It's true enough,
I killed a dragon--
an old dragon with a maimed wing, mind you,
crippled by some foreign prince.
The dragon came down the mountainside
after it was injured,
right into our village.
I remember women screaming. And men.
The smell of roast meat.
Then the dragon came up to my smithy
and fired the roof,
and I filled up with fire myself
and ran at it with an axe in one hand,
a spear in the other.
Three days afterwards
the King's soldiers arrived.
Too late to bury the dead,
but the captain offered me
a place in the army,
and, being a young fool,
I said yes.
Oh, I've done well enough,
but most of that's luck--
I've seen better men than me
killed quick by arrows
or slow by gangrene.
So. I've had my moments.
Lots of harlots, no wife--
I will say this for dragon-killing:
the harlots like it.
I never fought for honor
or any such nonsense,
just for my men, my pay,
food, drink, and, yes, the harlots.
But the new King,
now that's different.
They say he bested a dragon himself,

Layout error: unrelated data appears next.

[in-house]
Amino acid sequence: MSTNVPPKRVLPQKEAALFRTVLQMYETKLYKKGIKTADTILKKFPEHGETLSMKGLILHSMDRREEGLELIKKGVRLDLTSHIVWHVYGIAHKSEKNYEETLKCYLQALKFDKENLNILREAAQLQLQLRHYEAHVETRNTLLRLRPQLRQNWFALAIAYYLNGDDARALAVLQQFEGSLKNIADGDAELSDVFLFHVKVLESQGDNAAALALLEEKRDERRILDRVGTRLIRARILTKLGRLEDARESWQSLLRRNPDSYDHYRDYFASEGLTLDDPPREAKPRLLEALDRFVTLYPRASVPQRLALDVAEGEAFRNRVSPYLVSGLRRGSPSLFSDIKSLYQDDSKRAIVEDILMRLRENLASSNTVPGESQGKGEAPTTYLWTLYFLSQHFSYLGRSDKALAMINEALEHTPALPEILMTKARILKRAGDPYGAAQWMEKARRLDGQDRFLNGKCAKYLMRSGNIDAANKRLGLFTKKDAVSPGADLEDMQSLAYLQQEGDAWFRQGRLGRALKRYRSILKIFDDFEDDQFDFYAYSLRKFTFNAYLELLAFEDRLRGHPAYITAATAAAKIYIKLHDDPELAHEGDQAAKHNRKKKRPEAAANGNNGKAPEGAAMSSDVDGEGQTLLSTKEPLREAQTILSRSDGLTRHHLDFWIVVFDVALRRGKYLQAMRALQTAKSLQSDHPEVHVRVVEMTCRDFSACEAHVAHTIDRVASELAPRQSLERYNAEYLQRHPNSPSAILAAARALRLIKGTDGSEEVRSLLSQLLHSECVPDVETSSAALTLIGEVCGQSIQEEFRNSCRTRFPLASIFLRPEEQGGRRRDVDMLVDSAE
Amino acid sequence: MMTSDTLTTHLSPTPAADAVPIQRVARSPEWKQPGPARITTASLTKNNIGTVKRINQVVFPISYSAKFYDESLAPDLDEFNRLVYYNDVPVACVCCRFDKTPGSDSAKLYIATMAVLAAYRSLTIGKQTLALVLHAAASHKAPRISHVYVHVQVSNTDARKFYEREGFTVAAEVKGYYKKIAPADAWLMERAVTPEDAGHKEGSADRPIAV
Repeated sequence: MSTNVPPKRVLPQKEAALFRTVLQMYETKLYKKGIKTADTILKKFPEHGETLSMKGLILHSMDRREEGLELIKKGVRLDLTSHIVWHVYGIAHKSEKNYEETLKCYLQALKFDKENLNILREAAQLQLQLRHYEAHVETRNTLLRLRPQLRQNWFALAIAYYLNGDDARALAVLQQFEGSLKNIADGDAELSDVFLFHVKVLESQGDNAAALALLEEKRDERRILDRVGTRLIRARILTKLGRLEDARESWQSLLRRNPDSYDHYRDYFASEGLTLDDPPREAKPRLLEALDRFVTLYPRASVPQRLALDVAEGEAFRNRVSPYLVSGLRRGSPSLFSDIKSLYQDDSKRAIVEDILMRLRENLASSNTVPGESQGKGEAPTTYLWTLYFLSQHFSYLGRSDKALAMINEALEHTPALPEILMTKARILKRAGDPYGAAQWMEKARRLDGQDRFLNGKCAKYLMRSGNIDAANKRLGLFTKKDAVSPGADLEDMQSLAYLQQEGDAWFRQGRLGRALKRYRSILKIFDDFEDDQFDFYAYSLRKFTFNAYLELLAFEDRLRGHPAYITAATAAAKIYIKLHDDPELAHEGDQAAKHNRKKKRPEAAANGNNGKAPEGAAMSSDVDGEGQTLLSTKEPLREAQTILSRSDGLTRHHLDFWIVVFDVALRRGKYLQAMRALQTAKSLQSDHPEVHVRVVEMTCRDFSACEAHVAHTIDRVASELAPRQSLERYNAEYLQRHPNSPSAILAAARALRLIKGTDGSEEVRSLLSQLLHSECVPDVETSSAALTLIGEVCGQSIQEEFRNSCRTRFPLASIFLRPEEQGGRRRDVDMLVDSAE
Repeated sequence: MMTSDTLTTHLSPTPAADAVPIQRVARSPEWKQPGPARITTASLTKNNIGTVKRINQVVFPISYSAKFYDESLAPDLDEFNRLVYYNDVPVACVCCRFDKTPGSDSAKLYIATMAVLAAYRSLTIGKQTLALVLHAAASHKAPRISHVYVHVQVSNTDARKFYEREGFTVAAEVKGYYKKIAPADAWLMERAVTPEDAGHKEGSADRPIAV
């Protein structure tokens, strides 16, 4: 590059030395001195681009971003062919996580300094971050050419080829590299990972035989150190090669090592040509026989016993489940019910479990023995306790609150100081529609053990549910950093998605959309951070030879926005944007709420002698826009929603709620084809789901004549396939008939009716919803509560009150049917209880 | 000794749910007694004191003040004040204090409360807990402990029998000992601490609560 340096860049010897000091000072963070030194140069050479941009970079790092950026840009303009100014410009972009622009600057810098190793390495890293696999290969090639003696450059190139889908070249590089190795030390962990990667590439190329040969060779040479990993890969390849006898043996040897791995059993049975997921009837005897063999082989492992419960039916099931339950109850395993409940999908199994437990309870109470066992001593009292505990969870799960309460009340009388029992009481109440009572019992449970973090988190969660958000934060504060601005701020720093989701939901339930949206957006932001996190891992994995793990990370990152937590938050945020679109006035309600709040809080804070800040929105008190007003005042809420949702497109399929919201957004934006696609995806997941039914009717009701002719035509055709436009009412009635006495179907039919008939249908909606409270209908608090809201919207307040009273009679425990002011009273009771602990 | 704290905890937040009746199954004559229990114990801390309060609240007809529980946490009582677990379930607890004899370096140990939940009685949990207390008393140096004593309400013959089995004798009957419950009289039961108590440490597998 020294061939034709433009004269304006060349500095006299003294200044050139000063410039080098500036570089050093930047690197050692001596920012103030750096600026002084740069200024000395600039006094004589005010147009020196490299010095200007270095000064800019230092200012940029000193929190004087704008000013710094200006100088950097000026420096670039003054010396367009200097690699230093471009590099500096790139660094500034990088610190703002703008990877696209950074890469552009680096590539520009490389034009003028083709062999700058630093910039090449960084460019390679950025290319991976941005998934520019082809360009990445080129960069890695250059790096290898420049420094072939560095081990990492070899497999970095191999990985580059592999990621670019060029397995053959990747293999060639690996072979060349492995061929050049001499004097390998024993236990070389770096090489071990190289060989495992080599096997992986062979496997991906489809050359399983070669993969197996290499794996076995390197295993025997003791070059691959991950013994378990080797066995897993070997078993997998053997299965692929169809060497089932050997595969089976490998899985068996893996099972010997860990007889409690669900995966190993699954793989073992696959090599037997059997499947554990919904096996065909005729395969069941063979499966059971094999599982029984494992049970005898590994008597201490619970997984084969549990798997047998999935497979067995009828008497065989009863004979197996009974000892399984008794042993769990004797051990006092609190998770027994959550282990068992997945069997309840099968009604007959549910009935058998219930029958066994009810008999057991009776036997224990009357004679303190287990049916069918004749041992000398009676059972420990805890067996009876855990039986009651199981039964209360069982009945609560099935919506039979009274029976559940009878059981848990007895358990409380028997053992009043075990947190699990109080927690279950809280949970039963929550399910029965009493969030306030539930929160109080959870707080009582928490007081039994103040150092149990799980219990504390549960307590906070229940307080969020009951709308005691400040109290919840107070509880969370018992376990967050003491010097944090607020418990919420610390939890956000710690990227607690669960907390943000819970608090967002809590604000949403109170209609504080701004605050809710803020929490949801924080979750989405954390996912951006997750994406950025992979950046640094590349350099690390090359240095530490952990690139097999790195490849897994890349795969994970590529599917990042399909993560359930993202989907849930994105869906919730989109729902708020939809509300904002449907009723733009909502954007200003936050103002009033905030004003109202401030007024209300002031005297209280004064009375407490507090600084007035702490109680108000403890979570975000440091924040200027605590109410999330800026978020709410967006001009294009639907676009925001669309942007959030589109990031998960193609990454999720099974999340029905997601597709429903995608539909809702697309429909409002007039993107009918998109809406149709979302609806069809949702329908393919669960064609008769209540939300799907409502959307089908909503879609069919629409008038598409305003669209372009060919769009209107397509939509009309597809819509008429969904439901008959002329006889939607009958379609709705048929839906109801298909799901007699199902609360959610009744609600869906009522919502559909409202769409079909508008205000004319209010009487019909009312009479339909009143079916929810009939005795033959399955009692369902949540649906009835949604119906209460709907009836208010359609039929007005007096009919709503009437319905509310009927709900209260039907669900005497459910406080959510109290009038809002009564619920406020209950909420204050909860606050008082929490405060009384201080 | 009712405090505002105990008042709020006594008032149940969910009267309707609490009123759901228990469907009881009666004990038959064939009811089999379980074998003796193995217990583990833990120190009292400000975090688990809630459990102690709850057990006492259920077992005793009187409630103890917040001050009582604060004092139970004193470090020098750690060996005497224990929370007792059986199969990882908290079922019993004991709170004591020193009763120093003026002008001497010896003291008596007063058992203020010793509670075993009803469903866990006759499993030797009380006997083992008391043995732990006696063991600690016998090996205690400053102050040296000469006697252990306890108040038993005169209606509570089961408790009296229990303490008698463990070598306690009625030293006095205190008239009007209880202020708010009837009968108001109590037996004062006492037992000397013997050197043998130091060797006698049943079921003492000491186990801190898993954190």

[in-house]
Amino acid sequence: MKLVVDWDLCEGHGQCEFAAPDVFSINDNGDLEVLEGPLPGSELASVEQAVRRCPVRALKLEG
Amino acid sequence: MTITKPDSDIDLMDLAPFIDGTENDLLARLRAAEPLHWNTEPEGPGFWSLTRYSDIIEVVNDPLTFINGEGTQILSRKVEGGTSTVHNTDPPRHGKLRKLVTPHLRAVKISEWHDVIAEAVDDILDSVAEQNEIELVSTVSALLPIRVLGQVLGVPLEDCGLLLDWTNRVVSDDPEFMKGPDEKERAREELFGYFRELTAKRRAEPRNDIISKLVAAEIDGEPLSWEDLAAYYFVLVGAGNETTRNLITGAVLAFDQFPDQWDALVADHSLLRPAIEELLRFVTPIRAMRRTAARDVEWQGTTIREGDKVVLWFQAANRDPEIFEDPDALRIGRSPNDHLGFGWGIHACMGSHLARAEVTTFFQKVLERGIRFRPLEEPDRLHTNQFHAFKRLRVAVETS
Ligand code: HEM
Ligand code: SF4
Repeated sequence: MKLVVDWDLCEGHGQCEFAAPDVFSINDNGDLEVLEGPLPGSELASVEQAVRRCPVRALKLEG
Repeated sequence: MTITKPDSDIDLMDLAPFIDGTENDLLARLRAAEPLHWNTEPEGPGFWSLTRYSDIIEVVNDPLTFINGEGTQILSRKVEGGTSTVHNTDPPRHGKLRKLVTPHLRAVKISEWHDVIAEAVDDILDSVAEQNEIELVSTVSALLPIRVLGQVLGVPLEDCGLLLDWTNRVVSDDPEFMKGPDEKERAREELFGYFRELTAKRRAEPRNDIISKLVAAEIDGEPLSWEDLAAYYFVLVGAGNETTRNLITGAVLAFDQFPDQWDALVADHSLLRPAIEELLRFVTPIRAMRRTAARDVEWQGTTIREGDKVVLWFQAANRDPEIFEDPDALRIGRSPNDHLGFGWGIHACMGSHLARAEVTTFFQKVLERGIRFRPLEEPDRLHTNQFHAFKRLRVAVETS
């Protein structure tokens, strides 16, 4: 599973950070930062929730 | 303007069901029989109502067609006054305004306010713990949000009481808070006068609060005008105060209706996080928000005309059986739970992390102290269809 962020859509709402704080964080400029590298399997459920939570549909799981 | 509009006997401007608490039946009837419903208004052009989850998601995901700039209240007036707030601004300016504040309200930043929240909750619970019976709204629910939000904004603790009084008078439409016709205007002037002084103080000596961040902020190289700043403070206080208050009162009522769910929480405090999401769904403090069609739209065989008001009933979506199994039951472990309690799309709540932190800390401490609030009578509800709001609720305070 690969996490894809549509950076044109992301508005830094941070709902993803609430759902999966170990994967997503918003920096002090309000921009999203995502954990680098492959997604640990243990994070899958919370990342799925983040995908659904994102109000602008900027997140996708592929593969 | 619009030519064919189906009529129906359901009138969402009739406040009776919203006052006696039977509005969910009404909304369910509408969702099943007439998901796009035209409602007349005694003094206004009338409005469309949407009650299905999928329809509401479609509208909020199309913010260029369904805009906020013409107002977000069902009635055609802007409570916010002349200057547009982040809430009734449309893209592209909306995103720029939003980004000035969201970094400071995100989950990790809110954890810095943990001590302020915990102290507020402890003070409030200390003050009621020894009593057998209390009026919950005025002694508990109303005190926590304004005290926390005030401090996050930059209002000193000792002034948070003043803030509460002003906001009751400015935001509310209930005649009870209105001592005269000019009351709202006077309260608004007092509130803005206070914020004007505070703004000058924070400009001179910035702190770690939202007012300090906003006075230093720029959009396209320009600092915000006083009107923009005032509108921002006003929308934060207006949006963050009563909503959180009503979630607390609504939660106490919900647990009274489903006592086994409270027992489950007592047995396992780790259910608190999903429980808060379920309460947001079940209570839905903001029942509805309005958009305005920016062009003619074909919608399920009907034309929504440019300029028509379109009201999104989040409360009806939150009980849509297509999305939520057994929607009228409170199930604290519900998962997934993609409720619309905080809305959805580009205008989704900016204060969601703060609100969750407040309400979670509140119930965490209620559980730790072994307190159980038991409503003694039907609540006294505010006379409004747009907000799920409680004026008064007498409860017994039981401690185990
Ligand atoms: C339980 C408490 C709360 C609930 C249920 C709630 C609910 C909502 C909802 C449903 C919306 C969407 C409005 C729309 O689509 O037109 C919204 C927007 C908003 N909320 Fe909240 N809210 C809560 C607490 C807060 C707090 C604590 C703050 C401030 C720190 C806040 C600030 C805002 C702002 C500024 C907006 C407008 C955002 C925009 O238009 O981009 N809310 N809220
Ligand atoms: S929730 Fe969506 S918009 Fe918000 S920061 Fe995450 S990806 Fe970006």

and what if he did?
I can still get fired up,
rage into battle.
Like when I fought that dragon,
rushing at it like a young fool.
Not for honor,
nor glory,
not thinking much at all.
But that's the smaller part
of what makes a King.
You should have seen him this summer.
Not much more than a boy,
but he rode at the front of the charge
in his first battle
like a King should,
and afterwards he got down off his warhorse
and walked in the mud,
looking for survivors,
and went into the surgeons' tent
and spoke to those waiting
for the knife.
He came out of that tent
and vomited.
I know. I was there,
checking on one of my soldiers.
The King looked right at me and said,
"Next time I won't throw up. I promise."
Now that's a King.
(First published in "Crowned: The Sign of the Dragon, Book 1," Dark Renaissance Books, 2015)